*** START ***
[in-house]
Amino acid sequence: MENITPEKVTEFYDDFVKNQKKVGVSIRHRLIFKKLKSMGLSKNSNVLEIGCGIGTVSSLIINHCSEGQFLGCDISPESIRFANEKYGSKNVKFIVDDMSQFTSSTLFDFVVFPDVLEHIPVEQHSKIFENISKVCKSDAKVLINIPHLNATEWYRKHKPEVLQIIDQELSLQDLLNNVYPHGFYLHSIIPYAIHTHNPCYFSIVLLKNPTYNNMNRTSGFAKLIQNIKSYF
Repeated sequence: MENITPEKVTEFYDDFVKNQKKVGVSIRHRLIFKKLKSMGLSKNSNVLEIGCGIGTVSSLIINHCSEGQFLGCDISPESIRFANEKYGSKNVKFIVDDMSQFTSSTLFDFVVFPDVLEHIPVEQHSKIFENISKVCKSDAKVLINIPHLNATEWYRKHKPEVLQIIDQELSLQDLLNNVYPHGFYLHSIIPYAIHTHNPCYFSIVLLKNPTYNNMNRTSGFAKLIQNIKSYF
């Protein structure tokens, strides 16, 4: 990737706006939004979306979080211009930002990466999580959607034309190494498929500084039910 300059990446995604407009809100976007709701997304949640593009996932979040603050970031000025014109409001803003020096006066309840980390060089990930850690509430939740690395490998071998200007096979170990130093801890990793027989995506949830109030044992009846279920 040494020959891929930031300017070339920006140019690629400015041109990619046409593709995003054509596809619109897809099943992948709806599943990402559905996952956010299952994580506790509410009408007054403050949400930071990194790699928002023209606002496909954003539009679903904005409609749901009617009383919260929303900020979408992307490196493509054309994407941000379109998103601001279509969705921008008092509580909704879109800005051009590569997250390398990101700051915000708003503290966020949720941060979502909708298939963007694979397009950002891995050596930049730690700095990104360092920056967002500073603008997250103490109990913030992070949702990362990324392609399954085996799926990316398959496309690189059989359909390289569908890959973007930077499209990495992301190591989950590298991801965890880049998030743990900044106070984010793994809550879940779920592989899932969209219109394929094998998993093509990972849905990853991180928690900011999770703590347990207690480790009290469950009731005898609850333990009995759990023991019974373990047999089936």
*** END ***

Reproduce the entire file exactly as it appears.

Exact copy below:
[in-house]
Amino acid sequence: MENITPEKVTEFYDDFVKNQKKVGVSIRHRLIFKKLKSMGLSKNSNVLEIGCGIGTVSSLIINHCSEGQFLGCDISPESIRFANEKYGSKNVKFIVDDMSQFTSSTLFDFVVFPDVLEHIPVEQHSKIFENISKVCKSDAKVLINIPHLNATEWYRKHKPEVLQIIDQELSLQDLLNNVYPHGFYLHSIIPYAIHTHNPCYFSIVLLKNPTYNNMNRTSGFAKLIQNIKSYF
Repeated sequence: MENITPEKVTEFYDDFVKNQKKVGVSIRHRLIFKKLKSMGLSKNSNVLEIGCGIGTVSSLIINHCSEGQFLGCDISPESIRFANEKYGSKNVKFIVDDMSQFTSSTLFDFVVFPDVLEHIPVEQHSKIFENISKVCKSDAKVLINIPHLNATEWYRKHKPEVLQIIDQELSLQDLLNNVYPHGFYLHSIIPYAIHTHNPCYFSIVLLKNPTYNNMNRTSGFAKLIQNIKSYF
């Protein structure tokens, strides 16, 4: 990737706006939004979306979080211009930002990466999580959607034309190494498929500084039910 300059990446995604407009809100976007709701997304949640593009996932979040603050970031000025014109409001803003020096006066309840980390060089990930850690509430939740690395490998071998200007096979170990130093801890990793027989995506949830109030044992009846279920 040494020959891929930031300017070339920006140019690629400015041109990619046409593709995003054509596809619109897809099943992948709806599943990402559905996952956010299952994580506790509410009408007054403050949400930071990194790699928002023209606002496909954003539009679903904005409609749901009617009383919260929303900020979408992307490196493509054309994407941000379109998103601001279509969705921008008092509580909704879109800005051009590569997250390398990101700051915000708003503290966020949720941060979502909708298939963007694979397009950002891995050596930049730690700095990104360092920056967002500073603008997250103490109990913030992070949702990362990324392609399954085996799926990316398959496309690189059989359909390289569908890959973007930077499209990495992301190591989950590298991801965890880049998030743990900044106070984010793994809550879940779920592989899932969209219109394929094998998993093509990972849905990853991180928690900011999770703590347990207690480790009290469950009731005898609850333990009995759990023991019974373990047999089936």